Right now, though, throwing therapy at what most clinicians call fixed delusions or isolated instances of contained, episodic psychosis is like spitting into the wind.

I can think of a thousand vignettes of seemingly ‘normal’ or ‘high functioning’ or people that 99.5% of the time accomplish what they set out to do on a given day. I later discovered that the 0.5% of the population believed to have a diagnosable mental health condition may be under the radar of friends, family, and most of their collateral contacts (people in their life). Or, it may be the ongoing issues discussed during treatment: ‘How do I deal with this issue?’

From a case management viewpoint, folks that can usually ‘pass’ but sometimes can’t – are the most challenging to help as they won’t qualify for the help they need. People stuck in clinical grey areas need our attention for the quality of their life they deserve. Why? You can probably surmise how well they are doing. Not very well if they don’t get the real attention needed every time they have an issue, just superficial oversight or passing the problem along.

In the system, you either get help in a crisis or at the onset of a significant incident or diagnosis. There are no emergent needs in between as far as the system is concerned. I have said it before – it is people in clinical-case management grey areas that most need our help and whose situation should signal the real crisis in mental health.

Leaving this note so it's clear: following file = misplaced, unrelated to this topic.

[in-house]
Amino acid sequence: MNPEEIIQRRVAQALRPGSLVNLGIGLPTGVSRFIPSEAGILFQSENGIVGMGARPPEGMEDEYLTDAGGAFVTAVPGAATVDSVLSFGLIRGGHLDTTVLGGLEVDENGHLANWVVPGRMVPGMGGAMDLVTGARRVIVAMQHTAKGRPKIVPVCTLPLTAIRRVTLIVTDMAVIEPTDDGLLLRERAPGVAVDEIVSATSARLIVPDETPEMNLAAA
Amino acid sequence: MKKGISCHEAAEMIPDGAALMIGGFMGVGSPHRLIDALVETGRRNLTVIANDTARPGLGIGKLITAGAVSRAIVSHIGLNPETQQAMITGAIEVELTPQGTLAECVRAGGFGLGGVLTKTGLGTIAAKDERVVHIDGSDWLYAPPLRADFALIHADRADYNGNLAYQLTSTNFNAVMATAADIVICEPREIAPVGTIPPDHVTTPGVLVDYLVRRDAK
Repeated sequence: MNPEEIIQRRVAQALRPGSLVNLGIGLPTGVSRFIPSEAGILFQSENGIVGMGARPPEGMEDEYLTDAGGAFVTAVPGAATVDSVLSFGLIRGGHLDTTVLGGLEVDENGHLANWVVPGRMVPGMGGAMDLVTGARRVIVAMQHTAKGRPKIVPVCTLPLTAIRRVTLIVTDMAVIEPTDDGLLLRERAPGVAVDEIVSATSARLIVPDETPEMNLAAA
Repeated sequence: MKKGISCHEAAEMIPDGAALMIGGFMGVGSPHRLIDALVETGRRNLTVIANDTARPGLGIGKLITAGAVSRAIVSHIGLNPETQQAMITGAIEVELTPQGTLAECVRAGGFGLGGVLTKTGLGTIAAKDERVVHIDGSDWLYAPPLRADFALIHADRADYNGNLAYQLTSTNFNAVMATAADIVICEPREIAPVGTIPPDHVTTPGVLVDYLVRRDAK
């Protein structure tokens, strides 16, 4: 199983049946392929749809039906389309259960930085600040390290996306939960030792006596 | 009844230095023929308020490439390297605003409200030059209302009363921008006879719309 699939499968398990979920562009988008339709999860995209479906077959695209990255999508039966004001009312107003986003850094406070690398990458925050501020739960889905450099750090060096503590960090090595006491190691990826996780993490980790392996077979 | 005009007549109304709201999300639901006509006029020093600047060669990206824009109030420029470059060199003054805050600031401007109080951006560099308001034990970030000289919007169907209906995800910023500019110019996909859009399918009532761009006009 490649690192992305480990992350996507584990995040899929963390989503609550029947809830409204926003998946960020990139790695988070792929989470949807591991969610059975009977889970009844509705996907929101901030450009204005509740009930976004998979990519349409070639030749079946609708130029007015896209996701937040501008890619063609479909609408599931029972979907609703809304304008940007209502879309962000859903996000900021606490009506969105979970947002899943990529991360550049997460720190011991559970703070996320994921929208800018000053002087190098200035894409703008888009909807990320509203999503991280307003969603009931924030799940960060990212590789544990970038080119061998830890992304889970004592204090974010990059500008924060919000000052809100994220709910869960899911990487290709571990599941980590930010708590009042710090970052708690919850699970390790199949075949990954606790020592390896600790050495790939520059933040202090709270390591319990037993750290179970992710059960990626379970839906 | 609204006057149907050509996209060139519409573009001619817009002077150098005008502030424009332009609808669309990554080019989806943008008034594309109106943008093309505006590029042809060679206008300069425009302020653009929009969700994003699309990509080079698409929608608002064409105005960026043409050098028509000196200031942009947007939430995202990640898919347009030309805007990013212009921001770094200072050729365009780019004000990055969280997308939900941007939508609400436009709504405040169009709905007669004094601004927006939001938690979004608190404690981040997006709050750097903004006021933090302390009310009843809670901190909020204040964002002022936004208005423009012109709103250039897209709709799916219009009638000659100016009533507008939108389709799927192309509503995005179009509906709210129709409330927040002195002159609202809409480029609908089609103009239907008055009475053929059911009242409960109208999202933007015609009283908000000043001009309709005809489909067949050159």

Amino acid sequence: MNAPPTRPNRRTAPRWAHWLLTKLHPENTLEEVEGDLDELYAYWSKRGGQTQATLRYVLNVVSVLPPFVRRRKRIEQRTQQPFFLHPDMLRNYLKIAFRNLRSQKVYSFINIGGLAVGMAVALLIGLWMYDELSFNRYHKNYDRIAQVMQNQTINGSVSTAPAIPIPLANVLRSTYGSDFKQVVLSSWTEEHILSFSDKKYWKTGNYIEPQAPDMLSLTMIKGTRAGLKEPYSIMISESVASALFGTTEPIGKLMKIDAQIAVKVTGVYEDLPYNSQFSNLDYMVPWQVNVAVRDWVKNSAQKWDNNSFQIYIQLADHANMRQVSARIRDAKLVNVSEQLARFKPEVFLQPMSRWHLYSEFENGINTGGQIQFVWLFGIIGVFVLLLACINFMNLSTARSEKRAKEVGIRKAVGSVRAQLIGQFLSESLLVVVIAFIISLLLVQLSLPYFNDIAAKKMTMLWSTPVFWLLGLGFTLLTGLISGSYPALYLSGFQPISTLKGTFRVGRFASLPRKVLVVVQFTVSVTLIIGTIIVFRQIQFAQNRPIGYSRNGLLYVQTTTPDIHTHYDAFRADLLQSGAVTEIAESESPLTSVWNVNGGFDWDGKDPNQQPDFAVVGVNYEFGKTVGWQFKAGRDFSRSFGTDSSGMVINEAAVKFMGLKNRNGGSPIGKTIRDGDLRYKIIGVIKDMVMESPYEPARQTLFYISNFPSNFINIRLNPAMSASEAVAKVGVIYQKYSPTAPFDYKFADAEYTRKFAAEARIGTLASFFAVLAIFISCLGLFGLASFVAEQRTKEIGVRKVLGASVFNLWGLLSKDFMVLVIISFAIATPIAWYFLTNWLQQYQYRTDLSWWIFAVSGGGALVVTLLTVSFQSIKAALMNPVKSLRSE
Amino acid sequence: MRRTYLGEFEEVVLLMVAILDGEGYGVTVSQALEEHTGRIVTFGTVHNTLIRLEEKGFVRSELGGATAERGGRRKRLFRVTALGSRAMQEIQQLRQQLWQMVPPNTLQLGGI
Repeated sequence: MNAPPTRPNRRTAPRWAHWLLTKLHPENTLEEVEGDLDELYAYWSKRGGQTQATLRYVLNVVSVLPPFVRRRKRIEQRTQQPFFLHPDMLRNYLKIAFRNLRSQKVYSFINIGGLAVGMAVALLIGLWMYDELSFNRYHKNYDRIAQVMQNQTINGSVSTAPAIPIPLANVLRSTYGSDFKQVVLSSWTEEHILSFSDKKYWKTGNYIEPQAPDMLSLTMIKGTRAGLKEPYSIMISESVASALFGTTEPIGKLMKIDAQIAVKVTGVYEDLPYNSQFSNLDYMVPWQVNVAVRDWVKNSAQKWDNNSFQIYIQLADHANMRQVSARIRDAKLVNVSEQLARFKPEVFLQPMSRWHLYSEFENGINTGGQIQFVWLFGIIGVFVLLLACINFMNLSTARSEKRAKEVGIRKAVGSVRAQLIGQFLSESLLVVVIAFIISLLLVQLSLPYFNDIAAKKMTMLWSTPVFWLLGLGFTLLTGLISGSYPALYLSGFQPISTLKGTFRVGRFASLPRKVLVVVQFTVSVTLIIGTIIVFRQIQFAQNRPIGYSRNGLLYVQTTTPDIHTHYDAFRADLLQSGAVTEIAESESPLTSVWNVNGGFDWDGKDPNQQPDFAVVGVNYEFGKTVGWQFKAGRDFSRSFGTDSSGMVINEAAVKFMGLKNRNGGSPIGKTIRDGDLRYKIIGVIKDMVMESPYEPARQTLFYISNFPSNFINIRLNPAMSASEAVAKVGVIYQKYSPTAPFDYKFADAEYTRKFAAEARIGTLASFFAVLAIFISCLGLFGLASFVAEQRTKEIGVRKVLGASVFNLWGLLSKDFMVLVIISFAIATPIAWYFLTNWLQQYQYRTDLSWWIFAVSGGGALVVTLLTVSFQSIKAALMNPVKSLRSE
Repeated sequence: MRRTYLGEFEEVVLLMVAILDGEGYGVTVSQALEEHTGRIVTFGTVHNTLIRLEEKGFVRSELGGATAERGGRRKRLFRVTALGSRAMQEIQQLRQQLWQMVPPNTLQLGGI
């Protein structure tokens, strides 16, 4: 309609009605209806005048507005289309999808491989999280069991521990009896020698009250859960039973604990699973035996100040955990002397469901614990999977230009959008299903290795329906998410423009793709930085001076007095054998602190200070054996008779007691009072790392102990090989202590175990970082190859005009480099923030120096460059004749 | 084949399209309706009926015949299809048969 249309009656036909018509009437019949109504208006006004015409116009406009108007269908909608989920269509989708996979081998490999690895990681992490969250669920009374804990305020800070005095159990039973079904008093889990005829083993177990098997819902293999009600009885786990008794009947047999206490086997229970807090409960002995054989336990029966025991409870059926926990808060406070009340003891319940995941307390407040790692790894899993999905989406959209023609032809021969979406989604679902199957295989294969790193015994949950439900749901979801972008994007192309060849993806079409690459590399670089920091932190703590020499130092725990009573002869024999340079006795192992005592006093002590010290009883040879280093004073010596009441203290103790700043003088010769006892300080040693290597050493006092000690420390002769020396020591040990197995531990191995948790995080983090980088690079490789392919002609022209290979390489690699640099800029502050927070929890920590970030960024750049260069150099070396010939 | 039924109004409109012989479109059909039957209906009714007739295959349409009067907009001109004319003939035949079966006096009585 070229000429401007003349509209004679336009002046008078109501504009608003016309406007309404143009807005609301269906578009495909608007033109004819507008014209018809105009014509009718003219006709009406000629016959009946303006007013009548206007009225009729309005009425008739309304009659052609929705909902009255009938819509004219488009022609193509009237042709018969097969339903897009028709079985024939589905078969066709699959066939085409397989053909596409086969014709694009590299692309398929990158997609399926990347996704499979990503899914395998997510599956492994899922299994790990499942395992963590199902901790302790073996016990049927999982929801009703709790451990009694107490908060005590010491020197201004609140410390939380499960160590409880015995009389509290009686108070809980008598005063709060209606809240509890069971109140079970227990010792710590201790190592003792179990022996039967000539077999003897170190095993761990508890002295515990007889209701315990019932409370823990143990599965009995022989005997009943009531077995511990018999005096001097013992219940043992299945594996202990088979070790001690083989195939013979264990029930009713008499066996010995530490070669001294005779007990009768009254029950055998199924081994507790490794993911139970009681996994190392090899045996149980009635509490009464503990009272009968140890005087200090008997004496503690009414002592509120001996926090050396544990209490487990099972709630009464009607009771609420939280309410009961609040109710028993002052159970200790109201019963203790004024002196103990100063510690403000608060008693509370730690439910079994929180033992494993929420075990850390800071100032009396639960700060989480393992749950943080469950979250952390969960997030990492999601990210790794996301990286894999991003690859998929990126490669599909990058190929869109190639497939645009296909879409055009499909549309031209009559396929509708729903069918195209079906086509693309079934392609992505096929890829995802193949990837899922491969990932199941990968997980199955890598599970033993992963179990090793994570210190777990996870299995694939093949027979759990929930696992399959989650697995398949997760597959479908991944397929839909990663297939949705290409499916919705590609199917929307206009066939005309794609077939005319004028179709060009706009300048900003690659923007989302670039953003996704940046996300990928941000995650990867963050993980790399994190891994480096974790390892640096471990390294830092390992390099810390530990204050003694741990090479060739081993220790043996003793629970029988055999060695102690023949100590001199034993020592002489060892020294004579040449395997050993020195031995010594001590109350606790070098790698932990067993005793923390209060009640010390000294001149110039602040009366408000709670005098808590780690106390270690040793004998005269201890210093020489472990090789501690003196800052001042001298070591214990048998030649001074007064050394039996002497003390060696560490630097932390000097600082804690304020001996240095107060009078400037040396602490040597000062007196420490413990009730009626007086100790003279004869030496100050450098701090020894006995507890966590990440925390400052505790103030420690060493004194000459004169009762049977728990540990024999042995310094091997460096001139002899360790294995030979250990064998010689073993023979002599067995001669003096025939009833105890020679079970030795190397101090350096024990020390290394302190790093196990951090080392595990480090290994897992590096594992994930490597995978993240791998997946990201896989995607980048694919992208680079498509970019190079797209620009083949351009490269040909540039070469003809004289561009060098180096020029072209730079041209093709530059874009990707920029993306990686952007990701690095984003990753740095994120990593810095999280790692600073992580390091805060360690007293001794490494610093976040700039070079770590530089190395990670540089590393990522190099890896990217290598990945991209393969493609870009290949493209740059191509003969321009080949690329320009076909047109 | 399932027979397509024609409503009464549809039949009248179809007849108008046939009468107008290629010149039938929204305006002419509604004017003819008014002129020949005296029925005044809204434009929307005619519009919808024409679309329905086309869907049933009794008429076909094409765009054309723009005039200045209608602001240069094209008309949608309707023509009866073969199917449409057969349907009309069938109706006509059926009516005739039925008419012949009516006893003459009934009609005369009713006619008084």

Now, back to Pat Deegan’s quote. I never feel like a hero when I can’t open my mail or mailbox. And, when I ask for help, I feel less than human – so much for the humanizing Dr. Deegan describes as the reason she writes on mental health.

The hero imagery does not resonate with me.

About the Author

J. Peters

Max Guttman is the owner of Recovery Now, a private mental health practice in New York City. Through his work as a Licensed Clinical Social Worker, therapist, and disability rights advocate, Max fights for those without a voice in various New York City care systems. He received a ‘2020 Bearcats of the Last Decade 10 Under 10’ award from the Binghamton University Alumni Association.

Guttman treats clients with anxiety and depression but specializes in issues related to psychosis or schizoaffective spectrum disorders. He frequently writes about his lived experiences with schizophrenia.

‘I knew my illness was so complex that I’d need a professional understanding of its treatment to gain any real momentum in recovery,’ Guttman says. ‘After undergraduate school and the onset of my illness, I evaluated different graduate programs that could serve as a career and mechanism to guide and direct my self-care. After experiencing the helping hand of my social worker and therapist right after my ‘break,’ I chose social work education because of its robust skill set and foundation of knowledge I needed to heal and help others.’

‘In a world of increasing tragedy, we should help people learn from our lived experiences. My experience brings humility, authenticity, and candidness to my practice. People genuinely appreciate candidness when it comes to their health and Recovery. Humility provides space for mistakes and appraisal of progress. I thank my lived experience for contributing a more egalitarian therapeutic experience for my clients.’